Cynthia A. Stewart, P.A.
Mississippi Trial Lawyer

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Cynthia A. Stewart, P.A.

Mississippi Trial Lawyer

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An Experienced Focus On Your Legal Needs

Who is eligible for parole?

On Behalf of | Aug 20, 2021 | Criminal Defense

Just because the court sentences a person to prison for a period does not mean that they will necessarily have to spend all that time in prison. An inmate could be released into the world under specific conditions before they complete their sentence term. Usually, inmates are eligible for parole if they had good behavior and meet specific requirements.

Parole eligibility

Not all inmates are eligible to get conditional release from prison before their sentence term is over. The eligibility for parole will depend on the crime they committed and the time they have served in prison. Inmates are not eligible for parole if:

  • They are a habitual offender
  • They committed a sex crime
  • They have a life imprisonment sentence
  • They committed a violent crime
  • They trafficked substances

If none of these criteria apply to the inmate, they are eligible for parole. However, the laws in Mississippi state that to get parole, a person needs to have served at least one-fourth of their sentence term or not less than 10 years if their sentence was for more than 30 years.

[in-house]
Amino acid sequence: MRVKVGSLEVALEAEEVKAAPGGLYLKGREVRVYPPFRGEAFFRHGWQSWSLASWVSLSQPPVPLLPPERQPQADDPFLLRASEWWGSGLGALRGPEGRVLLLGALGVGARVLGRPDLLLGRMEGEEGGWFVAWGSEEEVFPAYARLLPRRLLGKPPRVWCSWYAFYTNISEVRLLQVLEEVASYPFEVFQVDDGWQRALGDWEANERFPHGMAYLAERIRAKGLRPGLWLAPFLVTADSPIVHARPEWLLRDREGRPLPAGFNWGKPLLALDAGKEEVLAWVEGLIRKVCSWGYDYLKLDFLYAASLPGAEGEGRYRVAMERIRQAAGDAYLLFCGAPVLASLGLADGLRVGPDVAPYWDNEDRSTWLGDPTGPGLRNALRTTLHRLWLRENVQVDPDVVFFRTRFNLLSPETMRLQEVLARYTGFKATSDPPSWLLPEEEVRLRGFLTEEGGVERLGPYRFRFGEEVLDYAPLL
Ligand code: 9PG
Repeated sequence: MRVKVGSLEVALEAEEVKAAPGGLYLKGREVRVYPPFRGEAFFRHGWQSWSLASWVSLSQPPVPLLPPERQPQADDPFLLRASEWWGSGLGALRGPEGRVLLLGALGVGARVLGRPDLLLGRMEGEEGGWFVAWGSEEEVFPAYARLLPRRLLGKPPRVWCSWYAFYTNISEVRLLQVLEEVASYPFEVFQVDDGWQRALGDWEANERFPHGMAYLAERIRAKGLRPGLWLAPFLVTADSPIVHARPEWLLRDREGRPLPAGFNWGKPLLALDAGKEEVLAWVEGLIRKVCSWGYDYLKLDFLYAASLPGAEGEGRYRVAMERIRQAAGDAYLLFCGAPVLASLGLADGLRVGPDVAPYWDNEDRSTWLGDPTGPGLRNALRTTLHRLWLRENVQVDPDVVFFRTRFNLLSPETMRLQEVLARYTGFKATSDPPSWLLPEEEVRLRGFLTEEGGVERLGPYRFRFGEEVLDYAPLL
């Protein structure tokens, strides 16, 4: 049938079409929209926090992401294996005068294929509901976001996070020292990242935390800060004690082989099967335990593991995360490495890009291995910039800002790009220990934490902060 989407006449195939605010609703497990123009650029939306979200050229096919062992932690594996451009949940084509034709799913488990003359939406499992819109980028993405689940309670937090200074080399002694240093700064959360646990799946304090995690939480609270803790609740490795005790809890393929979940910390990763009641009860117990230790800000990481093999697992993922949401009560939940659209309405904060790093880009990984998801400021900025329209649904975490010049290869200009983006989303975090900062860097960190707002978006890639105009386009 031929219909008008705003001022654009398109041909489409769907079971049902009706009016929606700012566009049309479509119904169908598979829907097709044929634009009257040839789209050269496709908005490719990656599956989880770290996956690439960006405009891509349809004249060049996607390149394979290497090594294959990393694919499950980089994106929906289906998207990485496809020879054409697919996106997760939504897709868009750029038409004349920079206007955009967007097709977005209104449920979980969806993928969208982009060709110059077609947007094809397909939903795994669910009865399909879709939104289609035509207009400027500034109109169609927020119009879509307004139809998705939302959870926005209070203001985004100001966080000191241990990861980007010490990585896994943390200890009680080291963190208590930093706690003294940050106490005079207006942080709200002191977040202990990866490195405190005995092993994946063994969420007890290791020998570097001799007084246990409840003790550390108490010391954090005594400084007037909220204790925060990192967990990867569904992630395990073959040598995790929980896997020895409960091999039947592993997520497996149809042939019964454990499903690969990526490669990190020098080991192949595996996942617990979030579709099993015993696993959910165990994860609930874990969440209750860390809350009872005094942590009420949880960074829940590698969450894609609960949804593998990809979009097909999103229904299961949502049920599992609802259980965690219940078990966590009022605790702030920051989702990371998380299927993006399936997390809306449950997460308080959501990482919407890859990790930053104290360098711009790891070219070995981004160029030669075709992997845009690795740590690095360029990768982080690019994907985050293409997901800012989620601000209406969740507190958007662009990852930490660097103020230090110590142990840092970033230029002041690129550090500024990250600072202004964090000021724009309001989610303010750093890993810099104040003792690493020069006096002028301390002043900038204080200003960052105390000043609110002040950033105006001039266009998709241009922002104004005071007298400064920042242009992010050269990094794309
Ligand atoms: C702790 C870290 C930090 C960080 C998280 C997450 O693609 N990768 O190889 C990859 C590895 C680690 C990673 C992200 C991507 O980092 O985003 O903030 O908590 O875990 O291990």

The process for parole

The State Parole Board will determine the tentative parole hearing after they have assumed custody of the offender. They will schedule the hearing for a tentative date after the inmate has completed at least one-fourth of their sentence term. If the inmate meets the criteria established for parole, the State Parole Board will ask them to complete an educational development or job training program. If the inmate refuses to do either program, the board might deny their parole.

Life on the outside

Once the board releases the inmate from prison, the inmate will have to comply with the conditions set by the board. Often, these conditions include obeying the law and informing the board of important decisions such as moving or changing jobs. If a person violates the terms of parole, the court will send them back to prison.